Warning: This story contains spoilers from Thursday’s season finale of “Superstore”.
Are Amy and Jonah jetting off to the Golden State?
“Superstore” ended its fifth season on Thursday, one episode shy of its intended finale due to the coronavirus pandemic, with a cliffhanger that left the futures of Cloud 9 manager Amy (America Ferrera) and Jonah (Ben Feldman) up in the air. Titled “California, Part One,” the episode was originally planned as the first of a two-parter that would’ve seen Ferrera off as she exited the series. Now, the conclusion of Amy’s story will be pushed to the fall (or whenever season 6 is able to resume), showrunners Jonathan Green and Gabe Miller promise.
But back to Amy and Jonah: With Amy quickly accepting the cushy corporate job at Zephra — after learning the company was deliberately hiring a Latina to fill the position — that would send her away to the West Coast, the abrupt news of her departure from Cloud 9 (and St. Louis, Missouri) didn’t initially sit well with her boyfriend. But ultimately, when it mattered most, Jonah came around to the idea. And in the last scene of the finale, Jonah made a big move too, saying he would relocate to sunny California with Amy.
So, what does this cliffhanger mean for the series’ central couple? With Ferrera’s imminent departure and Feldman sticking around, Green and Miller spoke with ET about what they plan on doing to wrap up Amy’s storyline in a satisfying way, what the show will look like without its No. 1 and if season 6 will reflect a coronavirus-affected world.
ET: How much did you have to tweak for this episode to have it be a true finale?
Jonathan Green: We didn’t have to tweak the episode, other than the fact that it became our finale. We sort of lucked out in that we had a cliffhanger moment planned for the end of the episode going into what was planned as our finale anyway. The way it’s going to work now is that has become the end-of-season cliffhanger and we will answer it in the first episode of season six.
But what [coronavirus] did impact was we were supposed to shoot our finale the following week. In the planned finale we had some pretty big crowd scenes planned. It became clear that it was not going to be very responsible to bring together a big crowd and then eventually it became clear that even bringing our crew together on set was not going to be possible. Right up until the decision was finally made [to shut down], we were still considering replacing that entire story a couple of days before — on the Thursday before we were supposed to start shooting on Monday. In the end, we pushed that episode to the beginning of next season, which is good in some ways because it allows us to bring America back for one episode next season. We still plan to do the full “farewell Amy” episode that we were planning to do as the finale.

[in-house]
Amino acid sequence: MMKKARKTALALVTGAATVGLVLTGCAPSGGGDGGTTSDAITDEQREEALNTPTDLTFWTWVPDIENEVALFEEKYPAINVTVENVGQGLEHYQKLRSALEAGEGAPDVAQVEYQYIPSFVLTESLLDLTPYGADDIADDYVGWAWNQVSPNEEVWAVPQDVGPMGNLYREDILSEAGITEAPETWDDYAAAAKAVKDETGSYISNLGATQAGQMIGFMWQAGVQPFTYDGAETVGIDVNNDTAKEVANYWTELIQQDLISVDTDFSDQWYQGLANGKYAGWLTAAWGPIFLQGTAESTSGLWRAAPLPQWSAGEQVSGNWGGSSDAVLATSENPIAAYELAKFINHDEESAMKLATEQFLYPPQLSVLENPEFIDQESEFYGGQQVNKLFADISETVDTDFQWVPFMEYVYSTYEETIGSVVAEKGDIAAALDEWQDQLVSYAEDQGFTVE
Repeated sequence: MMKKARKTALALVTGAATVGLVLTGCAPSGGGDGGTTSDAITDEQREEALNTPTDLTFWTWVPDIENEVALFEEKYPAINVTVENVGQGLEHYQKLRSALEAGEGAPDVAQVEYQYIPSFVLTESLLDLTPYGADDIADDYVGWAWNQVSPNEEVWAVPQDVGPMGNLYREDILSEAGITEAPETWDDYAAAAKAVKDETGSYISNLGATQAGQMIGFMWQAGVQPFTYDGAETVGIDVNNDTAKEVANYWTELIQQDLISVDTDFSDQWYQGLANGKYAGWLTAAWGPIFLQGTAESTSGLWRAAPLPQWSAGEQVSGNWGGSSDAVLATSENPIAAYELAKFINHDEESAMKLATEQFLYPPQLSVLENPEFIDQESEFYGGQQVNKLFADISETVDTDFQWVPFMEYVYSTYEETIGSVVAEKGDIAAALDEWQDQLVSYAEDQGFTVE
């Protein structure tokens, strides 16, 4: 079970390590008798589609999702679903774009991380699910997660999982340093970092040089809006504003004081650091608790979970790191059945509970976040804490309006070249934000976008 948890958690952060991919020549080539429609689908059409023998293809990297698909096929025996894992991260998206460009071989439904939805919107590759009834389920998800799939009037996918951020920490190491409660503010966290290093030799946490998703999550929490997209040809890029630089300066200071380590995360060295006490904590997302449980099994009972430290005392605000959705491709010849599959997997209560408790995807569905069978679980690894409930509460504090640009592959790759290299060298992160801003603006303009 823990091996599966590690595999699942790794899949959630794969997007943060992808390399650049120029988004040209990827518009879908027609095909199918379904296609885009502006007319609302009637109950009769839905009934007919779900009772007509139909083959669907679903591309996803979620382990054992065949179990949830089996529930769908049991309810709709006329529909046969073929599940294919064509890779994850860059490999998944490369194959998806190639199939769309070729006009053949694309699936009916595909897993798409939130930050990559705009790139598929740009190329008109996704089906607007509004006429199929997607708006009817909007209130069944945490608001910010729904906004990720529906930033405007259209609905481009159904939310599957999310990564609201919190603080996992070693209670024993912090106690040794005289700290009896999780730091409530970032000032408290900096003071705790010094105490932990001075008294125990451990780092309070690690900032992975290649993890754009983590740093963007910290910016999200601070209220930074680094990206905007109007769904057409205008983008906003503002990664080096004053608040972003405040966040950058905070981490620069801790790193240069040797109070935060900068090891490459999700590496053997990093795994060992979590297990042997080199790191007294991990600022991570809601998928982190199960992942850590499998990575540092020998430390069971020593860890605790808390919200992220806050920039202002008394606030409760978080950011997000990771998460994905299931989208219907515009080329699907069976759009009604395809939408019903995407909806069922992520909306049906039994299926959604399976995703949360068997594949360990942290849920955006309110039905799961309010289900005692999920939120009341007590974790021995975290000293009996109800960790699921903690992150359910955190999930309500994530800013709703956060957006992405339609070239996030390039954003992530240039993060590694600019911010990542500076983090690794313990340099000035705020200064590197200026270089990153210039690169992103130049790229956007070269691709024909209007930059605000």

What changes do you anticipate having to make to the second part of this conclusion? Are you toying with changing the episode in some way, shape or form?
Green: Yeah, that part of it will be determined by what the situation is and what we’re able to do at that point. But yeah, we’re sort of in a little bit of a wait and see mode right now — not only to find out what we’re able to do production-wise but to see what the status of stores like Cloud 9 is in the real world. We don’t want to do anything that doesn’t feel true to reality, as far as social distancing, if that is continuing to happen in stores by the time we’re eventually going to air or how much restrictions have been lifted. We’re going to wait and see how much we have to modify things.
You mentioned America will be returning to wrap up Amy’s storyline. What conversations have you had about with her about that? Was that a discussion between you guys to see if that would be possible?
Green: That was pretty clear as soon as we had to shut things down and not shoot the finale. It was pretty clear on both sides that we all wanted her to come back. She wanted to come back and have the proper ending and leave the right way — and not just have that character suddenly disappear. We obviously wanted her back too for that episode, so it wasn’t much of a discussion. It was just sort of a no-brainer that we would bring her back. And we’ll do whatever we need to do production-wise and scheduling-wise to make it fit her schedule so that we can bring her back.
When did you first learn that she was leaving after this season? How did that affect future plans you guys may have had for season 6?
Gabe Miller: We knew it was a possibility about halfway through the season. We basically started talking about one version where she stayed and one version where she left. We were working on both at the same time for a little while, until we knew for sure.
In teeing up Amy’s exit, why was this the road map to her goodbye? Why was her getting a corporate job in California the best route?
Green: It seemed to be the route that made the most sense given what we had set up with her character. It’s sort of the next step for her as she’s evolved from a floor worker to a floor supervisor to manager. We had showed early in the season that she was starting to get noticed by Mia, the district manager, who was putting in a good word for her at corporate. And it seemed to work with Amy’s trajectory, which was largely inspired by having met Jonah in the pilot, when she was pretty stuck before she met him. He helped her at least see the possibility of not having every day be exactly the same as every day before it. And that movement was possible basically. It just felt like the most natural path that would feel satisfying for her character.
We also like that it allows us to keep Amy in the world of the show a little bit, the fact that she’ll be at corporate. We’re hopeful we’ll be able to possibly bring her back from time to time, all schedules permitting and if everything works out to be able to do so. We really liked that idea that this is a victory for her when she gets this job and it pays off some stuff that we had set up for her character-wise.